Though this step isn’t nearly as important as the warm-up, a cool down after your workout is complete can serve a purpose to help you avoid soreness the day after your workout – and if your workout was particularly strenuous on a given day a cool down will let your body safely transition into a state of relaxation. A cool down doesn’t have to be anything major either, five to ten minutes of slow to moderate pace on a treadmill, star climber or stationary bike should be enough to suffice.
Forget about showing off – seriously. I’ve been first hand witness to this too many times, some just minor aches, pains and strains and some much, much worse and it is never worth it. Honestly the hot girl jogging on the treadmill probably couldn’t care less if you pile an extra fifty pounds more onto the bar before you give yourself a hernia trying to impress her – she’s probably not even watching. I’m all for trying to hit PR’s in the gym, but I’ll never pile so much weight on the bar that I have serious doubts about whether or not I’ll be able to lift it.
Some injuries are more common than others in the gym – with everyone and their brother wanting to be a bench press champion, and pressing in general (military, behind the neck, incline bench press, decline bench press, etc.) being among the most popular lifts – shoulder and rotator cuff injuries have become more and more common. I don’t expect people to give up bench pressing or pressing in any form for that matter, as it is essential in developing a well rounded physique as well as overall body strength, but I do suggest two specific movements for those who decide that they want to participate in any kind of heavy pressing.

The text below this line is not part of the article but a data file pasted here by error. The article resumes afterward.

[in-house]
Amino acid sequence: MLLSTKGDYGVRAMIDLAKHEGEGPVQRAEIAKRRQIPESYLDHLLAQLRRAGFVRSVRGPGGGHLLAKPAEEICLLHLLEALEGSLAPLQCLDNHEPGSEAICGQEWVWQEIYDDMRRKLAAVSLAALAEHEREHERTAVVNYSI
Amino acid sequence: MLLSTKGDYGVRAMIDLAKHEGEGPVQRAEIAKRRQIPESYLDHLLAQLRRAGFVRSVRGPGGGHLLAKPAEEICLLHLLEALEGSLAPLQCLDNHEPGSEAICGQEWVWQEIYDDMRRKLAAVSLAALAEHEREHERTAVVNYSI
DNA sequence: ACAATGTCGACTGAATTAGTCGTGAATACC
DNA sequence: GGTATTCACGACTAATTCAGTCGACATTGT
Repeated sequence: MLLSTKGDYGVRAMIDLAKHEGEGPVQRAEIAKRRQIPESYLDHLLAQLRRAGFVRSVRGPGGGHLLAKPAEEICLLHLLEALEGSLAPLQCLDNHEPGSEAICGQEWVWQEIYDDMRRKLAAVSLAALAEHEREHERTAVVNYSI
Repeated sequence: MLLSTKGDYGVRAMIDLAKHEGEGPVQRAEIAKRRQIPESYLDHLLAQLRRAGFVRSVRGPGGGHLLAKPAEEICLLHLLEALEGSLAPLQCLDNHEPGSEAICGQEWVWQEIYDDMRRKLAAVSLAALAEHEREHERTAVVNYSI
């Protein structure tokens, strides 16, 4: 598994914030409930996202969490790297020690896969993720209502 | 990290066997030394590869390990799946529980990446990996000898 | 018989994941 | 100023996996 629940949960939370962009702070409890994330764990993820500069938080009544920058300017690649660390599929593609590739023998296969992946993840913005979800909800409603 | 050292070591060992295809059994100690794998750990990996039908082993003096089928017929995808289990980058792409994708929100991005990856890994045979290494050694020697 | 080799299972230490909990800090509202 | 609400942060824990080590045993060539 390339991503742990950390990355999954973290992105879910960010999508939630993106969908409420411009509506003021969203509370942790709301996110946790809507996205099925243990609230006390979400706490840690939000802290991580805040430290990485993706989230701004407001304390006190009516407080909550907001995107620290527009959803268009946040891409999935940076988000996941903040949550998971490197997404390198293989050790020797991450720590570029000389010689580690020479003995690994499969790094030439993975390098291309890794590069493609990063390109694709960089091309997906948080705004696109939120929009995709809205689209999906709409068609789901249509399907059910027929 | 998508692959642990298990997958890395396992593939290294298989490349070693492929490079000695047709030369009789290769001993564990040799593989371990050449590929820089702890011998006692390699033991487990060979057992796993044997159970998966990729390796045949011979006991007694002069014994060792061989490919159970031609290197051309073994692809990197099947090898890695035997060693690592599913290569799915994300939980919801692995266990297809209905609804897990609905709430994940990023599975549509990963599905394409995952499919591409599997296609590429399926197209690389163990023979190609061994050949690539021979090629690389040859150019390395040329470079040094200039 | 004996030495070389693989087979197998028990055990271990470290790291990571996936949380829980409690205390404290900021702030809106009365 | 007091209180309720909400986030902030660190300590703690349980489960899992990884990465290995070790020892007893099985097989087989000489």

The first movement should be done directly prior to the heavy pressing, and is called coincidently – shoulder pre-hab. Take the lightest weight plates that your gym has (preferably 2-½ pound plates, but five pounders will work if that’s all that is available) one in each hand and move your arms as though you were swimming. Use slow and deliberate, but fluid movements using the full range of motion of the movement. Do about ten to fifteen "strokes” per arm per set and perform two – three sets before you begin pressing.
The second movement is a stretch that can be done on off days and is known as "shoulder dislocations.” It sounds like something that you probably shouldn’t be trying to attempt, but the name is a bit misleading. Begin by taking a broomstick (or any lightweight pole about as long as a broomstick) in an overhand grip in front of you with your arms relaxed and hanging down at your waist, in a slow fluid motion bring your arms up and over your head and come to a finish at the small of your back (depending on the length of your arms), swing in the opposite direction until you return at the starting position. You can perform this for a few sets of ten to twenty repetitions on the days between your pressing workout to keep your shoulders loose and flexible.
Combining these two movements, and completing the compulsory warm-up and cool down are great ways to make sure that you get the most out of your workouts and spend as little time as possible in the doctors office getting treatment for workout related injuries.
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About Jeff Wilson Jeff Wilson has been involved in some form of sports and athletic training for more than two decades: as an athlete, a trainer and a writer.